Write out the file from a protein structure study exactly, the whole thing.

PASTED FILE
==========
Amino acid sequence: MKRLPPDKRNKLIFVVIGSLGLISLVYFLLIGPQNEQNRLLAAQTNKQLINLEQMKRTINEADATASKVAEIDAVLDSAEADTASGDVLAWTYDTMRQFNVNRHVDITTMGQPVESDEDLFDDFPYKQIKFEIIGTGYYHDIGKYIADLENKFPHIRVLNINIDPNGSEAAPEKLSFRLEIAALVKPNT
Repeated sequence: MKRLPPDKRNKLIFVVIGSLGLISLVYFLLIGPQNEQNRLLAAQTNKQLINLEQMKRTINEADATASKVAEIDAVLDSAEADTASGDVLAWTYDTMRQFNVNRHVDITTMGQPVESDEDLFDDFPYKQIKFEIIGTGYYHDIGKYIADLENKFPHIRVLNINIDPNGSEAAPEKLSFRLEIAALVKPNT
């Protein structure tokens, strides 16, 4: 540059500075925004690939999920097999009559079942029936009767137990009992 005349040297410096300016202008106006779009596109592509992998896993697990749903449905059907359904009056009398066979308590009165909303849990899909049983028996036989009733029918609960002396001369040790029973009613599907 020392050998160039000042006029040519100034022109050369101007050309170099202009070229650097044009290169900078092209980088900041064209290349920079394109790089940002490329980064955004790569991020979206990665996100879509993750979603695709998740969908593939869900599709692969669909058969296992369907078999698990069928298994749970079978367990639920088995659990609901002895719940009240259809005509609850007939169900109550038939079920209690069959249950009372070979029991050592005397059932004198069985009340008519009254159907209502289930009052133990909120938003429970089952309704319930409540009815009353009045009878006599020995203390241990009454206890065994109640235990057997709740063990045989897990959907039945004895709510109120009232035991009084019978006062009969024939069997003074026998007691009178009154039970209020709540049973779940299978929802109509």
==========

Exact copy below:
Amino acid sequence: MKRLPPDKRNKLIFVVIGSLGLISLVYFLLIGPQNEQNRLLAAQTNKQLINLEQMKRTINEADATASKVAEIDAVLDSAEADTASGDVLAWTYDTMRQFNVNRHVDITTMGQPVESDEDLFDDFPYKQIKFEIIGTGYYHDIGKYIADLENKFPHIRVLNINIDPNGSEAAPEKLSFRLEIAALVKPNT
Repeated sequence: MKRLPPDKRNKLIFVVIGSLGLISLVYFLLIGPQNEQNRLLAAQTNKQLINLEQMKRTINEADATASKVAEIDAVLDSAEADTASGDVLAWTYDTMRQFNVNRHVDITTMGQPVESDEDLFDDFPYKQIKFEIIGTGYYHDIGKYIADLENKFPHIRVLNINIDPNGSEAAPEKLSFRLEIAALVKPNT
């Protein structure tokens, strides 16, 4: 540059500075925004690939999920097999009559079942029936009767137990009992 005349040297410096300016202008106006779009596109592509992998896993697990749903449905059907359904009056009398066979308590009165909303849990899909049983028996036989009733029918609960002396001369040790029973009613599907 020392050998160039000042006029040519100034022109050369101007050309170099202009070229650097044009290169900078092209980088900041064209290349920079394109790089940002490329980064955004790569991020979206990665996100879509993750979603695709998740969908593939869900599709692969669909058969296992369907078999698990069928298994749970079978367990639920088995659990609901002895719940009240259809005509609850007939169900109550038939079920209690069959249950009372070979029991050592005397059932004198069985009340008519009254159907209502289930009052133990909120938003429970089952309704319930409540009815009353009045009878006599020995203390241990009454206890065994109640235990057997709740063990045989897990959907039945004895709510109120009232035991009084019978006062009969024939069997003074026998007691009178009154039970209020709540049973779940299978929802109509």